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San Francisco's Wonderful California Academy of Sciences



Anemones. Photographs Copyright © 2014 Alexander Chow-Stuart.


The California Academy of Sciences really is one of the wonders of California. 

Located in San Francisco's beautiful Golden Gate Park, just across from the Japanese Tea Garden, the Academy's building alone is worth the visit. 



Photograph by WolfmanSF, courtesy of Wikipedia/Wikimedia Commons.

Photograph Copyright © 2014 Alexander Chow-Stuart.



Designed by Renzo Piano, the Academy's stunning $500 million ecologically sustainable structure, with its multi-domed "living roof," is both highly distinctive and, hopefully, earthquake-proof - the Academy having suffered two major losses of structures and parts of its collection, in the great 1906 San Francisco earthquake and in 1989's Loma Prieta earthquake, after which the Piano building was commissioned. 





Photographs Copyright © 2014 Alexander Chow-Stuart.



The Academy's attractions include the hugely popular (be prepared to wait in line) 90-foot-domed Rainforest Exhibit, which includes a beautifully presented view of the Amazonian flooded forest, as well as butterflies flying freely inside; and the Morrison Planetarium, which features the largest all-digital planetarium dome in the world.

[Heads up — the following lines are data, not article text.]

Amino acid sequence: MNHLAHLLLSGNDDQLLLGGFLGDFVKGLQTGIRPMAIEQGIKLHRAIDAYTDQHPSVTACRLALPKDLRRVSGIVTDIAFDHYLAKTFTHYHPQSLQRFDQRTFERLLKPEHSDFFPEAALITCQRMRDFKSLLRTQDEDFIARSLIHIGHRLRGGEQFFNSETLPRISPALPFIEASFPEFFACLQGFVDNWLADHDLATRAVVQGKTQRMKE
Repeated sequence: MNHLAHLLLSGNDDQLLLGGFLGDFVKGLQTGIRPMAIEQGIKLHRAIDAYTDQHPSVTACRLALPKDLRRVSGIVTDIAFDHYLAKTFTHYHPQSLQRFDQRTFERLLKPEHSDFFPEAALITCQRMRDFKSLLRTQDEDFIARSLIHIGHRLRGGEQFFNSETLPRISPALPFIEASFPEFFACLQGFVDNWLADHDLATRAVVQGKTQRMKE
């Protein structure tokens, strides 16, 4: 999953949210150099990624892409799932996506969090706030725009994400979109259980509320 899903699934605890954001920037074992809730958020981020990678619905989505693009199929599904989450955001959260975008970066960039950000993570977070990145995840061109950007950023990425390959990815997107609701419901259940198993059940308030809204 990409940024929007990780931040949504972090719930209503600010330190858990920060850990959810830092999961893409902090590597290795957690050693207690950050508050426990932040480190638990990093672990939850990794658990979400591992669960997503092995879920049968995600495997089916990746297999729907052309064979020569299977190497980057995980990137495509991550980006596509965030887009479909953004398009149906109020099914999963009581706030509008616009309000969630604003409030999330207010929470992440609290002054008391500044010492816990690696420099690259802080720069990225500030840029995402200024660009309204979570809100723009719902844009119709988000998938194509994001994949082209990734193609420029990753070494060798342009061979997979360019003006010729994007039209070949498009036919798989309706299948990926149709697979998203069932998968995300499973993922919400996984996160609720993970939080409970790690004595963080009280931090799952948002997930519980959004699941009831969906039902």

Jellyfish. Copyright © 2014 Alexander Chow-Stuart



My favorite area, however, is the Steinhart Aquarium, which features coral reef, tide pool and swamp exhibits, as well as a much loved colony of African penguins, whose activities can be viewed anywhere on the Academy's free Pocket Penguins app for iOS and Android.






Wandering through the various exhibits of the aquarium is like being transported to another deep and peaceful world, and the chance to view literally fabulous creatures such as the leafy and weedy seadragons (two distinct species), both natives of the ocean south and east of Australia, is a treasure in itself. 

(The seadragons are so sensitive to light - especially flash photography, which is strictly forbidden - and general disturbance that there are two groups, rotated every two weeks or so, with one group kept in a quiet, dark aquarium away from public view.)



Weedy seadragon. Photograph Copyright © 2014 Alexander Chow-Stuart.


If you have an opportunity, visit the California Academy of Sciences - and support their ongoing research by becoming a member. It is one of the world's great museums - and also one of the most popular, with over one million visitors per year. 

Its history is fascinating to read on Wikipedia: aside from being one of the first major institutions to fully recognize the value of female scientists and staffers from its foundation in 1853, the free opening day of the new Renzo Piano building on September 27 2008 attracted such huge crowds that the line for admittance was over a mile (almost two kilometers) long, and while over 15,000 people were admitted, several thousands more had to be turned away. 

The Academy has a free Sunday four times a year (the next is June 1 2014), which - if you don't mind waiting in line outside for admission - makes the wonders inside accessible to all. 











All photographs (except main photo of the exterior of the California Academy of Sciences building) copyright © 2014 Alexander Chow-Stuart


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